As my wife will tell you, to her annoyance, I have an unhealthy ambition to one day be The Old Man of Coniston. You know, the crazy grey-haired pensioner who does his weekly shopping on horseback while herding his flock of lamas down the high street because they just really needed a walk. I really want to be that guy. Sadly, I have chosen the wrong town to live in if I want to be The Old Man of Coniston because I will always be trumped by the real Old Man of Coniston – the 803m mountain towing into the clouds.
Having the view of the Old Man outside our bedroom window, I have to say is one of the best things about waking up each day. The often mist-covered summit looks scary, dramatic and enticing. My wife and I always said we’d try and get up the top at least once a week but truthfully it’s been more like once a month, but once a month makes the adventure all the more special, something we look forward to.
There are many ways you can get to the top of the old man but there are two more popular routes. You can walk from town up the main road towards the main car park or up the Coppermine’s valley and turn left at the bridge over Church Beck. These two options are about an hour longer, there and back. If however you don’t have the time, or have young kids and don’t want to walk on the road, you could just drive up to the carpark.
The terrain from the carpark is very easy underfoot and fairly flat as you walk up. The Old Man towers to your left and off to the right is the valley back to the village and you start getting a better view of Coniston Water. This is one of my favourite parts of the walk especially in early morning light in the autumn with long golden shadows and sheep slowly waking for their day up the Old Man too.
You then meet the Coppermine’s valley route and turn left to start the first rocky bit up towards the old slate mines. Slate has been mined here for 800 years and the forgotten buildings are a wonder to explore, some of the caves are open so make sure you take a headtorch. From the mines, you climb up again to Low Water which is a good place to have a rest stop. In the summer it’s a great place for a quick swim. There is allegedly a spitfire wreckage down there from the second world war so look out for that and let me know if you find it.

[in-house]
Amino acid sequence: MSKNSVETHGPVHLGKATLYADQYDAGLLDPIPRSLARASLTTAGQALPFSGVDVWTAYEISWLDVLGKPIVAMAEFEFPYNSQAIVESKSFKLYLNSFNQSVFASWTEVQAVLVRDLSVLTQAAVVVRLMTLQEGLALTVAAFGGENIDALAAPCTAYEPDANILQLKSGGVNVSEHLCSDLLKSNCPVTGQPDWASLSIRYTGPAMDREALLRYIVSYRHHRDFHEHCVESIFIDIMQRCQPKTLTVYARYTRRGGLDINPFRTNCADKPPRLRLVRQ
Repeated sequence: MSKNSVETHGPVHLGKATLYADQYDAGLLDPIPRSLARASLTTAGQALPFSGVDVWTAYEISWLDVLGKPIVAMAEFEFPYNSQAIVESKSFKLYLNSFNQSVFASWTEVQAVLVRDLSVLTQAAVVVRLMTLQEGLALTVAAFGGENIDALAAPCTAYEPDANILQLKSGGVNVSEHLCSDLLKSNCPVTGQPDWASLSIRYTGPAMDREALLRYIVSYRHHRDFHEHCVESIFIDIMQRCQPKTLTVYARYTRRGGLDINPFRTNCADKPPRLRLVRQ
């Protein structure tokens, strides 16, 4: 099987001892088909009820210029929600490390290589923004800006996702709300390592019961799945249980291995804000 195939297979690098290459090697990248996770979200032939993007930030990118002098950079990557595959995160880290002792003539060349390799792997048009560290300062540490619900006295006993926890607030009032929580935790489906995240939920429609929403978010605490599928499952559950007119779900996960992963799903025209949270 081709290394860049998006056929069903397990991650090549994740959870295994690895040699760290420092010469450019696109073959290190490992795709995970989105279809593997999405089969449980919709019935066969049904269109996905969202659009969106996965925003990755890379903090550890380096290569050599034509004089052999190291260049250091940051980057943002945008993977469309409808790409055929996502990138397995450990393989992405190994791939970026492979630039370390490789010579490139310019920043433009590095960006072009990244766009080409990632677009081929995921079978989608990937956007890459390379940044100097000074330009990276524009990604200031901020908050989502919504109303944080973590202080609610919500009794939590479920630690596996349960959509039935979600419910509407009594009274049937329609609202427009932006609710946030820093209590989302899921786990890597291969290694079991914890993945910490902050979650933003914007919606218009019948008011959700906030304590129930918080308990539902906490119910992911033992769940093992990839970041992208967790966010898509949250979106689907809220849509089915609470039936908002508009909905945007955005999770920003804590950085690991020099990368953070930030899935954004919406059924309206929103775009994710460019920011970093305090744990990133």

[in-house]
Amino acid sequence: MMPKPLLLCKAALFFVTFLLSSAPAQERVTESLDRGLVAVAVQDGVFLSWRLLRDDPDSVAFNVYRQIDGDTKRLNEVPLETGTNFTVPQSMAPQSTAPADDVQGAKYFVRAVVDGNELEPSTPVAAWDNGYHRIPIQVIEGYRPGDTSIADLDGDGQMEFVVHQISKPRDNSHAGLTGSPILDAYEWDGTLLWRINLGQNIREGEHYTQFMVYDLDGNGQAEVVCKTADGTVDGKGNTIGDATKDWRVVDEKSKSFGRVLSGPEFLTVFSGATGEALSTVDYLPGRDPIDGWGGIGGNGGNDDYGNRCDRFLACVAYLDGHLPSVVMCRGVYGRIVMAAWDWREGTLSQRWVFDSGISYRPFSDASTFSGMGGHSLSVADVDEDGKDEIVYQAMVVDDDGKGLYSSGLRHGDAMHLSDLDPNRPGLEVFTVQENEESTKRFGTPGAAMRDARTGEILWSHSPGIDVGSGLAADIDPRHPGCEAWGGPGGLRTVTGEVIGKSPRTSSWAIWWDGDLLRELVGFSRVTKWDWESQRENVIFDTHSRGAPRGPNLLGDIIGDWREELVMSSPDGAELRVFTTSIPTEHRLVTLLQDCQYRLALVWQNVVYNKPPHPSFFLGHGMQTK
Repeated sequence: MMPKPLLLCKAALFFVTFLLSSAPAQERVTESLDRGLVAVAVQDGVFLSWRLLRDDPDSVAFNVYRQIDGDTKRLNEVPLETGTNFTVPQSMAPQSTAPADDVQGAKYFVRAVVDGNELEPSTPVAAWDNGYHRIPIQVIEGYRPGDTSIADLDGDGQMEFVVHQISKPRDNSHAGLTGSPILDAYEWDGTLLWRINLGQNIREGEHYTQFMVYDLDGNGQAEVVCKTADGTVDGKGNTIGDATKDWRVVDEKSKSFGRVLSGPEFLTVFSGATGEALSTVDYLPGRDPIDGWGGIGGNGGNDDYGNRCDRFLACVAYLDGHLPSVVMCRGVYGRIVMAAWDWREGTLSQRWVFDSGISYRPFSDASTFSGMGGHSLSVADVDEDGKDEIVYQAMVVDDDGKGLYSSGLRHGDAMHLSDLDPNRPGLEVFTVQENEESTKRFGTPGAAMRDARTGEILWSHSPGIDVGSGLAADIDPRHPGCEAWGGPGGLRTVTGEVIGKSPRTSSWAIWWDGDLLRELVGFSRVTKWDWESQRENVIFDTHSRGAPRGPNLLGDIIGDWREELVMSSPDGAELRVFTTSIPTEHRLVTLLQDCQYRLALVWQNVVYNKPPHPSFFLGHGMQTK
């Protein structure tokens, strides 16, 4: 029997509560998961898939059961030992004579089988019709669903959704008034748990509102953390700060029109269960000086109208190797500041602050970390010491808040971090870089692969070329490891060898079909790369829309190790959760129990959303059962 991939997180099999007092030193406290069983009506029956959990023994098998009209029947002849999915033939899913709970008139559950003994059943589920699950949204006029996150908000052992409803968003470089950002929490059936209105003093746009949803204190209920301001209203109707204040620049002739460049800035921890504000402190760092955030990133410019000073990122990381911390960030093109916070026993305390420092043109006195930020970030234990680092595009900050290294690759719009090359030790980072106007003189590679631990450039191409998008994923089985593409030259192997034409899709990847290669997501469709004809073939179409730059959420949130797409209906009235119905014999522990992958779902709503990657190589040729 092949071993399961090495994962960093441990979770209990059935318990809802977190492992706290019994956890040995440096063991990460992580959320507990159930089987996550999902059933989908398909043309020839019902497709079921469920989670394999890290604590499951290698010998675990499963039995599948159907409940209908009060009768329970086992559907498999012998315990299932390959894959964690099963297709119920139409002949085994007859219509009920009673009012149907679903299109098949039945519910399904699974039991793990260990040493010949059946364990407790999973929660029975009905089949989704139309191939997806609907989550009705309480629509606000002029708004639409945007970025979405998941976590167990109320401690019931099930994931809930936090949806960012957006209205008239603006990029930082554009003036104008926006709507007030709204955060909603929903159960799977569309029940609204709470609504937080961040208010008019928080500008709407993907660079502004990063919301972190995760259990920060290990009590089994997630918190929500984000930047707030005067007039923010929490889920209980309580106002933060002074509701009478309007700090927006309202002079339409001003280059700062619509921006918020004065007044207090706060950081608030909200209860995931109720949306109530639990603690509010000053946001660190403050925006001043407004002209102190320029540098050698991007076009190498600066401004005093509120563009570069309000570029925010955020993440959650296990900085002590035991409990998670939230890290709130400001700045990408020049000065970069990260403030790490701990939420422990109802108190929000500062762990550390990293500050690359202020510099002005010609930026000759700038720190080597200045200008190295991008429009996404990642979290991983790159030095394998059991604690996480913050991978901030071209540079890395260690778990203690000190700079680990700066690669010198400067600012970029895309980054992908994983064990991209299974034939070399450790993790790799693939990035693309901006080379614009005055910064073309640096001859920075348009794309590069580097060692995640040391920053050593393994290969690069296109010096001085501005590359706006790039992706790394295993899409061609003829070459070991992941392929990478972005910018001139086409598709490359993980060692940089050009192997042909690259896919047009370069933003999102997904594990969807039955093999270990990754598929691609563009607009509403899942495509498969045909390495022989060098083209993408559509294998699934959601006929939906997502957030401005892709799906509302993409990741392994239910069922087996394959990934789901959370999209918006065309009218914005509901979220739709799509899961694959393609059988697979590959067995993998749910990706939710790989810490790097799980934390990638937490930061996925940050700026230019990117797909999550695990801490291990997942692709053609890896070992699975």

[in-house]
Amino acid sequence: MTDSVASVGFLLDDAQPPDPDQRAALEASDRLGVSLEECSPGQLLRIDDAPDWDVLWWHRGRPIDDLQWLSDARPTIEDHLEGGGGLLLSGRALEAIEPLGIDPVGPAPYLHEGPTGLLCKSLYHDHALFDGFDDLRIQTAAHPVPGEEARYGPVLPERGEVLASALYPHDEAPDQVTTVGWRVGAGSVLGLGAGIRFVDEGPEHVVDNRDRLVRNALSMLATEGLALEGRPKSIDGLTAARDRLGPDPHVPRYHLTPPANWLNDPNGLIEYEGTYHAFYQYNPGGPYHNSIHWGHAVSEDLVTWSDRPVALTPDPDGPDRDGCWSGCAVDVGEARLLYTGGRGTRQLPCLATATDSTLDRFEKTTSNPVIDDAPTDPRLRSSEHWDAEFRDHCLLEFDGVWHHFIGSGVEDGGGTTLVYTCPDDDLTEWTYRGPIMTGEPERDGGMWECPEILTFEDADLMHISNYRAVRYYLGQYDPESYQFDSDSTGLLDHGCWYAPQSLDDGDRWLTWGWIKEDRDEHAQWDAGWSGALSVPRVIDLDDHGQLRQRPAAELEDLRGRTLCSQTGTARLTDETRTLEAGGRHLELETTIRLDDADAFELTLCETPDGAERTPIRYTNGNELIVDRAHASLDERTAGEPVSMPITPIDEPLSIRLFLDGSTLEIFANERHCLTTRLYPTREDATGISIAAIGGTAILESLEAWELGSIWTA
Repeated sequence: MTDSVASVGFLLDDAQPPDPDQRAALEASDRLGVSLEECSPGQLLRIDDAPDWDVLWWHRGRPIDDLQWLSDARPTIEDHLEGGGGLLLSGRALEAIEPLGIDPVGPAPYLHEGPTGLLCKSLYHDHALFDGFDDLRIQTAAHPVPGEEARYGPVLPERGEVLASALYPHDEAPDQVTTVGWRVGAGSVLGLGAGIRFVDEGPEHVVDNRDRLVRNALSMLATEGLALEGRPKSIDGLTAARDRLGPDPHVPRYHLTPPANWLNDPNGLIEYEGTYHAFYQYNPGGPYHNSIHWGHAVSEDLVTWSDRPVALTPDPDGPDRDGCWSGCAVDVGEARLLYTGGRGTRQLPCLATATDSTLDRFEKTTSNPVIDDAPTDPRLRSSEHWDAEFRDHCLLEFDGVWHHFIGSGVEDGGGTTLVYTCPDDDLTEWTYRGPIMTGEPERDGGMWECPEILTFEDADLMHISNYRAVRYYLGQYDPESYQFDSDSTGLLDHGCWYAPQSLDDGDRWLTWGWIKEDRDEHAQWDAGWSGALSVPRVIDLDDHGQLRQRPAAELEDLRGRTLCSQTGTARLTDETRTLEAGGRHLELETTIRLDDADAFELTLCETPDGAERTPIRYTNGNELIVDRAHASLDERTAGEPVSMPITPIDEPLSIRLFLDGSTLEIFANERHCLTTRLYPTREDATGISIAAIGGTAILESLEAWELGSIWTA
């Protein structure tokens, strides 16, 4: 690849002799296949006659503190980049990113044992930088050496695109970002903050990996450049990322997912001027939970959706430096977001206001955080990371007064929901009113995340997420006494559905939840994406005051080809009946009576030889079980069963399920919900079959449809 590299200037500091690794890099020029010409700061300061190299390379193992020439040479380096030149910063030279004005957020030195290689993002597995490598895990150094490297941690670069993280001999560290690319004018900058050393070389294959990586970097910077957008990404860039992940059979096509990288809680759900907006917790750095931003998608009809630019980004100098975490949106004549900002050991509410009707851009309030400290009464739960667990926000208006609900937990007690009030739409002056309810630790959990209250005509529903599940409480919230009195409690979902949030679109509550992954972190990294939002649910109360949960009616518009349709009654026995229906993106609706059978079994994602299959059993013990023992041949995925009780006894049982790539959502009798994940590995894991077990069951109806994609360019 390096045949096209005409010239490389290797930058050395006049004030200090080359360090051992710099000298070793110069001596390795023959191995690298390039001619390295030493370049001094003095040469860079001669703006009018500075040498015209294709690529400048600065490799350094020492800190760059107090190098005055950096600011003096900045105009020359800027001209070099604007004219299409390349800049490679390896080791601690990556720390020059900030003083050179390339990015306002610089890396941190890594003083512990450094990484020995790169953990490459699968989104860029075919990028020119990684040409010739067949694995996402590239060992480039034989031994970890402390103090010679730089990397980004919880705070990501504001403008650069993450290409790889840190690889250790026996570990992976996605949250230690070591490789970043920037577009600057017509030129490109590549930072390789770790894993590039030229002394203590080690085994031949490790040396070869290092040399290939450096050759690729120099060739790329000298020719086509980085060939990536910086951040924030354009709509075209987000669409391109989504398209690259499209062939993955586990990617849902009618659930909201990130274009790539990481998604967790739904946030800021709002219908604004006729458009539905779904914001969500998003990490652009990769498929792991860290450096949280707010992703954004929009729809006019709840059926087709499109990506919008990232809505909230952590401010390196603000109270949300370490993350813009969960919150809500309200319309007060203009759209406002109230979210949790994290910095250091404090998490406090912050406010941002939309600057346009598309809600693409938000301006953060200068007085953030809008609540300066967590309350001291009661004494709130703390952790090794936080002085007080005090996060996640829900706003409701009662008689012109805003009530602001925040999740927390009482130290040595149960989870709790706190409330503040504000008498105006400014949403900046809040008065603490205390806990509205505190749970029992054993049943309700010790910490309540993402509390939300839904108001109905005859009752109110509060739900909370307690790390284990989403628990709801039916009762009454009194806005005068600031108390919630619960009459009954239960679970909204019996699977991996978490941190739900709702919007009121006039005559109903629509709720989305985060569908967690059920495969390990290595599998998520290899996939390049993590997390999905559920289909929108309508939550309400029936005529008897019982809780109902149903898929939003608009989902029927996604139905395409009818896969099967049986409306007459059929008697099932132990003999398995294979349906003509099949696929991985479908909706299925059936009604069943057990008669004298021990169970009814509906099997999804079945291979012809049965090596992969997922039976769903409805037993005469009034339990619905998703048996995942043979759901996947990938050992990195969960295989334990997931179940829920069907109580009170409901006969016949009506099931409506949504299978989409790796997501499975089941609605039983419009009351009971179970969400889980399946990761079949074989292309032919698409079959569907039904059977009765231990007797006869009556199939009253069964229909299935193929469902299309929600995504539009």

After your refreshing dip, the zigzags begin. Up and up you’ll climb. The wind will start picking up and it is often a lot colder than you imagined so take gloves and a hat with you. Your lungs wanting to protrude from your chest does get somewhat overshadowed by the breath-taking views of Coniston water and the ocean off to your left.
Eventually, you reach the top where you can shelter from the wind behind the cairn or get a photo by the trip point. From here the panoramic views are second to none. On a good day, you can see the Isle of Mann to the west, Scotland to the north, The Yorkshire Dales to the East and Blackpool Tower to the south. Take some time to take it all in. You deserve it.
I often hate taking the same route back and the good thing about the Old Man is you don’t have too. You can head north and then east to come down via Levers Water or North and then west to return via Goat’s Water. Either way an hour or so later you’ll be back in the pub feeling rather proud of yourself.
The Old Man is one of my favourite mountains and I know it because I live here but there is so much to explore. Whether it’s caves, crags or crash-sites there’s something out there for everyone.